Ethical relations to the past; call for papers

‘Ethics and social welfare’ is planning a special issue: Ethical relations to the past; individual, institutional, international. Deadline for abstract (300 words): 10 August 2020

Ethics and Social Welfare Special issue
Ethical relations to the past:
individual, institutional, international
Guest editors:
Tula Brannelly, Gideon Calder, Ian Calliou

Ethical relations to the past – whether to ancestors, the dead, to historical injustices, to events with contested interpretations – are complex, often elusive and yet especially highly charged. This special issue call follows the death of George Floyd in Minneapolis in June 2020, and a global response calling for an end to racism and colonialization, an acknowledgement of the presence of past injustices in the here and now.

The need for such acknowledgement has been at the heart of other recent high-profile cases and movements, from historic child abuse to #MeToo. Partly this reflects distinct ethical questions which arise only, or especially, when we are dealing with the past, and with transition. What ethical value is there in apologies? With events long in the past, how does responsibility carry over to current agencies not directly involved – to present governments, businesses or institutions? Can people of the past be wronged in the present? What counts as doing justice to victims of past injustices who are no longer with us? What role is there for compensation – financial or otherwise – in the reassessment and recognition of past wrongs? Who is reconciliation actually for, in practice? Does ethics sometimes require a revision of how past events and people are commemorated? In post-colonial contexts, what is the rightful role of ‘allyship’ in resolving past conflict, trauma and oppression – and giving due prominence to the agency and authority of those who have offered resistance? What does ‘good’ transition look like, as we move from one era to another?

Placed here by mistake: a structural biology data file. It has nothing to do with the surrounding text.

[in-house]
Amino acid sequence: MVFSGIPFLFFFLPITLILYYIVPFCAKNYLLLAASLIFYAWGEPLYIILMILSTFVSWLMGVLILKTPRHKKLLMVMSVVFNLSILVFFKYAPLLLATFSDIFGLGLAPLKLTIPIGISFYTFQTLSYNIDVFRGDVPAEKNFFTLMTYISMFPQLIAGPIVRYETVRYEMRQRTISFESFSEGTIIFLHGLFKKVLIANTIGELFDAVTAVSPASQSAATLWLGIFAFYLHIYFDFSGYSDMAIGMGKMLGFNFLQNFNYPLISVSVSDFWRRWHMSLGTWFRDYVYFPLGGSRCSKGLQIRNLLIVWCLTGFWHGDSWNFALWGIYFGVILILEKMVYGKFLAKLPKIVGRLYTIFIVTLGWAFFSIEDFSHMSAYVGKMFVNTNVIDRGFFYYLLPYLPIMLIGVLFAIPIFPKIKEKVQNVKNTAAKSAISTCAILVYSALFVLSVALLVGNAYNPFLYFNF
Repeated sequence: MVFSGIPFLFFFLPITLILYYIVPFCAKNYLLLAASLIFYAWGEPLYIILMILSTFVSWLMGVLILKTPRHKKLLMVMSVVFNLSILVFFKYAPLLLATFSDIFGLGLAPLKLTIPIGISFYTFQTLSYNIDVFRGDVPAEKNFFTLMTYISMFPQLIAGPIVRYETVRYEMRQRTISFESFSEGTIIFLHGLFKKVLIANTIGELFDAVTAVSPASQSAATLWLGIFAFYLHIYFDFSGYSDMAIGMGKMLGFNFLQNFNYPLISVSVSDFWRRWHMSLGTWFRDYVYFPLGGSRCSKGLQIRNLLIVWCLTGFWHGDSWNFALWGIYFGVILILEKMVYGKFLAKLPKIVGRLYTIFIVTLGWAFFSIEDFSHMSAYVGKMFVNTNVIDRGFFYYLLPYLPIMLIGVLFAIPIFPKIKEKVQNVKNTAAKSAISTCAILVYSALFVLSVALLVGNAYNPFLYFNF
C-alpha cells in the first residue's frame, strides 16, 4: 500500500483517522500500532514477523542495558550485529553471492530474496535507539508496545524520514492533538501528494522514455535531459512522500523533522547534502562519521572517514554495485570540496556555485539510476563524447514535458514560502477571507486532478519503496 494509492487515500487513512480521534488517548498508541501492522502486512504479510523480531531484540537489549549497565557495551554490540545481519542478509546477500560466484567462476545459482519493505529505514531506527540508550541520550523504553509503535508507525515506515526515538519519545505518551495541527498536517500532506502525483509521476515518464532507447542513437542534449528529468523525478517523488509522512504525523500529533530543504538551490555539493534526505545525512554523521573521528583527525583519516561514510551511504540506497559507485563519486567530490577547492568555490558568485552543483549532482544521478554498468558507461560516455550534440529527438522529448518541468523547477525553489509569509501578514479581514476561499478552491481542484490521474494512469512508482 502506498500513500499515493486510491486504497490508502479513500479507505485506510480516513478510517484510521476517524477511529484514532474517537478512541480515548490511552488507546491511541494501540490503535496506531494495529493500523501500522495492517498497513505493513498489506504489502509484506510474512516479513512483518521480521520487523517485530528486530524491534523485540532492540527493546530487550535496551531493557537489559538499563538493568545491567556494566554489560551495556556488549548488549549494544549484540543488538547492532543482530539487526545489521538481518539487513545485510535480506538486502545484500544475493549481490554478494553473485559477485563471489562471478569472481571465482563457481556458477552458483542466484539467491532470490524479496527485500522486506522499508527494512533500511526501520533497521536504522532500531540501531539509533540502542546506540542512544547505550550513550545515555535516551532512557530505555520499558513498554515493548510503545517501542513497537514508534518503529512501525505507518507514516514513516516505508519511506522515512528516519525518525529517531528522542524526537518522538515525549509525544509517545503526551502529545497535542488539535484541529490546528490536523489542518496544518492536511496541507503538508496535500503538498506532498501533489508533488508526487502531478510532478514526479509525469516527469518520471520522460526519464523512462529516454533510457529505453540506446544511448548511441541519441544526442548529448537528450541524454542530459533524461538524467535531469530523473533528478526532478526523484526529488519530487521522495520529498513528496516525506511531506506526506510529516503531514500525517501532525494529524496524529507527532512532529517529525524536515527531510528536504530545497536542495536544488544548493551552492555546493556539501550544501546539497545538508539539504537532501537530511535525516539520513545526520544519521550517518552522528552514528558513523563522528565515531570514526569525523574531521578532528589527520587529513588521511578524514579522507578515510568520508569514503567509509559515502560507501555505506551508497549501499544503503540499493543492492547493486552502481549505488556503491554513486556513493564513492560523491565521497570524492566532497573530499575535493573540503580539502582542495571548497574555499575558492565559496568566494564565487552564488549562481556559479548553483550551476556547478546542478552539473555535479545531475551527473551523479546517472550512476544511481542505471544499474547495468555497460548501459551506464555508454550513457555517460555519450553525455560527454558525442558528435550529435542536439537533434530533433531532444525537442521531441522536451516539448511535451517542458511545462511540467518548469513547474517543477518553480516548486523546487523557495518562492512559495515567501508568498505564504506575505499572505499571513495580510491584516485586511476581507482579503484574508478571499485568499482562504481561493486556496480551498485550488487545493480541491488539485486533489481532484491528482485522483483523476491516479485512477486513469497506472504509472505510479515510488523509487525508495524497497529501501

But there is added complexity when we think about other factors, crucial to how these ethical questions are negotiated. Whose knowledge counts, in getting to grips with historical events? What role can, or should, survivors’ testimony play? To what extent is it legitimate to judge beliefs and actions taken as ‘normal’ in previous eras and contexts by the standards of our own time? What (if anything) constitutes an authoritative account? Is it coherent to talk of a true version of events? Some have suggested that without truth, there is no injustice – and that honouring what actually happened is the ethical debt we owe to those harmed in the past. Others have argued that the very idea of a single truth is itself a part of the problem – that there will always be multiple, sometimes incommensurable narratives about past events, with no clear way of ranking them for accuracy. These questions are powerful in the abstract. The stakes are even higher when we turn to recent controversies – around historic abuse, the legacies of colonialism and empire, and miscarriages of justice.

For this special issue of Ethics and Social Welfare, we invite contributions from people working in all relevant disciplines – applied ethics, social work, politics, philosophy, sociology, cultural studies, health and social care, law, criminology, history – on any aspect of how these issues matter. We anticipate articles that deal both with theoretical questions, and with practical problems – from general treatments of the challenges of recognition, responsibility and redress, to analyses of specific cases where those challenges apply. As befits the aim and scope of the journal, priority will be given to contributions which focus on social welfare, broadly cons trued.

Deadline for abstracts (300 words): 10 August 2020
To be sent to:;;
Notification of inclusion: 24 August 2020
Deadline for completed articles: 8 January 2021
Article length: no more than 8000 words, inclusive of tables, references, figure captions, footnotes and endnotes.
Review process: All submissions will be subject to review by one guest editor, alongside one blind review.

About the author: Webteam

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